- The Washington Times - Sunday, August 22, 2004

Prince George’s County emergency crews took more patients to Greater Southeast Community Hospital in the District last year, compared with the number of trips D.C. crews made to Prince George’s Hospital Center in Cheverly, according to recently released statistics.

The Prince George’s Department of Fire and Emergency Medical Services took 518 trips to Greater Southeast last year — 100 more trips than D.C. crews took to Prince George’s Hospital Center during the same period, statistics released by the county department show.

The movement of patients across the Maryland-D.C. border figures prominently in a growing dispute between D.C. and Maryland health officials.

Last month, Maryland Secretary of Health and Mental Hygiene Nelson J. Sabatini called the District’s health care system “chaotic” and said the city should pay for its uninsured residents who receive care at Prince George’s Hospital Center.

Statistics from D.C. Emergency Medical Services at the time showed that D.C. emergency crews took 418 trips across the border in 2003 to drop patients off at Prince George’s Hospital Center.

Capt. Chauncey Bowers, a spokesman for the Prince George’s Fire and EMS Department, said Greater Southeast is a routine stop for county emergency crews. He cited the hospital’s location in Ward 8 on Southern Avenue SE, which divides Prince George’s County and the District.

“For our units that operate in Oxon Hill, obviously, Greater Southeast is one of the closest hospitals they have to choose from,” Capt. Bowers said.

“These geographic boundaries are going to be crossed,” he said. “There is no way around it.”

Still, the flow of patients between Maryland and the District remains a point of contention for heath officials on both sides of the border.

For example, the parent company of Prince George’s Hospital Center recently submitted a bill for more than $5 million to D.C. government, asking for reimbursement for treating thousands of indigent city residents since 2001. City officials are refusing to pay the bill.

Meanwhile, officials at the D.C. Hospital Association last week began seeking federal funds allotted to Maryland and Virginia hospitals to pay for illegal aliens from the neighboring states who receive treatment in D.C. emergency rooms.

D.C. hospitals rely on Maryland residents for hundreds of millions of dollars in revenue, according to the hospital association’s 2002 financial report. Maryland residents accounted for 36 percent of all inpatient visits, or more than $800 million, the report showed.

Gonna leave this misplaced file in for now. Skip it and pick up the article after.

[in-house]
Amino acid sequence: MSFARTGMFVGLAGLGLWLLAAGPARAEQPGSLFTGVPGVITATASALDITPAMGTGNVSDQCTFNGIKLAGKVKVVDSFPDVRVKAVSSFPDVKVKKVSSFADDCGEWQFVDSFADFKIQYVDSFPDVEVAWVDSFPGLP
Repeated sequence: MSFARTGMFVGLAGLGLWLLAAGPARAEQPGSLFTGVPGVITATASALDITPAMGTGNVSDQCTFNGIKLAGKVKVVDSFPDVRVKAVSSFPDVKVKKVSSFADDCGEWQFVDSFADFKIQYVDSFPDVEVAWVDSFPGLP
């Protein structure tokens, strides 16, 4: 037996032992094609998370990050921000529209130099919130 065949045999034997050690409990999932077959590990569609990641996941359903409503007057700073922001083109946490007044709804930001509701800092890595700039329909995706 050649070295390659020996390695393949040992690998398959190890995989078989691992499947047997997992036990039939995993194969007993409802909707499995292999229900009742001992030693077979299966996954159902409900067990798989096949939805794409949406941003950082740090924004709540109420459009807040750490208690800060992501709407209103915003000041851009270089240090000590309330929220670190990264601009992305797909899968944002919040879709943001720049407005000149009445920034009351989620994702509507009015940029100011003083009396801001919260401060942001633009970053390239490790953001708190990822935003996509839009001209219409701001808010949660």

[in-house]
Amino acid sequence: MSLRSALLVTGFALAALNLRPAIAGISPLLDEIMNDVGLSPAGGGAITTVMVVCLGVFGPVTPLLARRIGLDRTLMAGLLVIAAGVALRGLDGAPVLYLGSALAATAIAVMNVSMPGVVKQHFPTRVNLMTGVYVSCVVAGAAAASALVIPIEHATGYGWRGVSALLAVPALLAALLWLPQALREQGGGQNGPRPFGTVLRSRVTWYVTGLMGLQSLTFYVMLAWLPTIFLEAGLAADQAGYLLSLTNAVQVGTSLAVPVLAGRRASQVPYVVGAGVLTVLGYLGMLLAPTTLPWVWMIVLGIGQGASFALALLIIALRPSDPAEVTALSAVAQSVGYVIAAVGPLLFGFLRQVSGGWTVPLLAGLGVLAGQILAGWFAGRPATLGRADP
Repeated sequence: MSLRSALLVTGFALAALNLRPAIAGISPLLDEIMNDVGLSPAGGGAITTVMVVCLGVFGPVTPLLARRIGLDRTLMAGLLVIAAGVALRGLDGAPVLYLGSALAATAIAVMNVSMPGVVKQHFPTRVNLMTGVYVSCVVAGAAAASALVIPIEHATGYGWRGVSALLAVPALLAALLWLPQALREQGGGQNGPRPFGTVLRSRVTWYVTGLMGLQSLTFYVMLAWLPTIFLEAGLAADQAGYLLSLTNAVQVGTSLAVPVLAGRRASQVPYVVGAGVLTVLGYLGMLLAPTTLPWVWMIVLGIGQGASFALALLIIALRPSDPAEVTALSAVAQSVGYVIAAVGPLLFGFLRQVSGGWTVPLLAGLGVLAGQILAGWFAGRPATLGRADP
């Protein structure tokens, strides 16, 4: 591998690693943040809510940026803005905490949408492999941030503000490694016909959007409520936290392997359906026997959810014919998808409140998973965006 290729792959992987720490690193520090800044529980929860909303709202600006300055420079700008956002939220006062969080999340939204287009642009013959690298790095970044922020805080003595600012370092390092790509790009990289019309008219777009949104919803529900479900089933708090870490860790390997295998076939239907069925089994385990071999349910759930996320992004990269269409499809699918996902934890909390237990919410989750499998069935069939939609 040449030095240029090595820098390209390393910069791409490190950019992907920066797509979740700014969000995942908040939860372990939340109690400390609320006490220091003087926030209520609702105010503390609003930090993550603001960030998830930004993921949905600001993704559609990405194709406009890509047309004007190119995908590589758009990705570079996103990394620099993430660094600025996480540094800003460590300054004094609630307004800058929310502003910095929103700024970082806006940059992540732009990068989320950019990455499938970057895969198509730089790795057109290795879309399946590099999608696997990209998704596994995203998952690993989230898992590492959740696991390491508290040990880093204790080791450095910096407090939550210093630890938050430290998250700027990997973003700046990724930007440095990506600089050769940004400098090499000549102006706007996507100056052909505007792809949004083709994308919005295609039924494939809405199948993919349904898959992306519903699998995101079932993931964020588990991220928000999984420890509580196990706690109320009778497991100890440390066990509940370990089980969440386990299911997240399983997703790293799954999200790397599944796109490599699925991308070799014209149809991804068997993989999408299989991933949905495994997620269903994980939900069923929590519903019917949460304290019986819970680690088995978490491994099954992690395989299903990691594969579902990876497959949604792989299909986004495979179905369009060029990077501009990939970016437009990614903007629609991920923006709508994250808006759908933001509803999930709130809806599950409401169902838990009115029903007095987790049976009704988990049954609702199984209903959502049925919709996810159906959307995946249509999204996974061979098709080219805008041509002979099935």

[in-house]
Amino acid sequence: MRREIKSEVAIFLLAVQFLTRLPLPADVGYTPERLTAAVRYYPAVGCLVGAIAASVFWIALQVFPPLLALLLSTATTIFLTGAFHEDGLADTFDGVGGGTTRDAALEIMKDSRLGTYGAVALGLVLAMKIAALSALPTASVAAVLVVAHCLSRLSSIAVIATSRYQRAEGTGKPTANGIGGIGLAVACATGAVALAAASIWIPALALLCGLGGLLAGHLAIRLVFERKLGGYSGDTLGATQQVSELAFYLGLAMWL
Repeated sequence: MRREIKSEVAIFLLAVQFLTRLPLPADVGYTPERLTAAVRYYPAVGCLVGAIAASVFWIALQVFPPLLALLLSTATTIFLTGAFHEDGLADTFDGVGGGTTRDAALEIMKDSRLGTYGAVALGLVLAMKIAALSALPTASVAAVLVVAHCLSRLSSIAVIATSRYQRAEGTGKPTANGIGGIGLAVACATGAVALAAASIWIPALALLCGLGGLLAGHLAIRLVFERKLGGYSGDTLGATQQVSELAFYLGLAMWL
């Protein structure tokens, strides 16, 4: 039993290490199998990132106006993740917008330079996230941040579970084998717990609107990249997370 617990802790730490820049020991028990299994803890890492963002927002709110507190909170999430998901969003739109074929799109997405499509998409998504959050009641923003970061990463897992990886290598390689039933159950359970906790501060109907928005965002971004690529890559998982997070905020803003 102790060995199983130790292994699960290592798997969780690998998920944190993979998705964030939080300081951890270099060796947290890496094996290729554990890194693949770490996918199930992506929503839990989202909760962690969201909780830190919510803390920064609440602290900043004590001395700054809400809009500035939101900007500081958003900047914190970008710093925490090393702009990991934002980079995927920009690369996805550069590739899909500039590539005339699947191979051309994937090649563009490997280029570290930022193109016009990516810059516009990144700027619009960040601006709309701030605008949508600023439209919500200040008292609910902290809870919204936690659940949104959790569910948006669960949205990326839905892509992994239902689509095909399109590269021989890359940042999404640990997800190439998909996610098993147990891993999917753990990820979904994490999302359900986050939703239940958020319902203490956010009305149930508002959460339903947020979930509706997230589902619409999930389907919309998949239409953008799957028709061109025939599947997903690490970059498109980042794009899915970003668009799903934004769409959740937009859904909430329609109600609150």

In response to the debate, D.C. Mayor Anthony A. Williams has said he wants the city to keep better track of the number of indigent nonresidents who receive care at D.C. hospitals.

Public health officials warn that will be a tough task.

“We know patients are moving across the line in both ways,” said Dr. Georges Benjamin, executive director of the D.C.-based American Public Health Association. “I don’t know who would win at the end of the day.”

Dr. Benjamin, who previously served as Maryland health commissioner and as chairman of ambulatory care at D.C. General Hospital, said Prince George’s Hospital Center likely treats more expensive cases because of its designation as a regional trauma center.

But he said some Maryland residents likely go to Greater Southeast because it is located on the border.

“There needs to be a regional discussion of how to best take care of the citizens,” Dr. Benjamin said. “I’d like to see them put their hatchets down and start talking.”

Heather Schafer, executive director of the D.C.-based National Volunteer Fire Council, which represents fire and emergency medical services crews, said the job of emergency workers calls for them to cross state and county lines.

“In an emergency situation, the goal is to have the patient or victim in a situation where they’ll be able to get the closest medical attention available,” she said.

“The emergency responder isn’t going in thinking about whether a person is covered by insurance or what political infighting is going on.”

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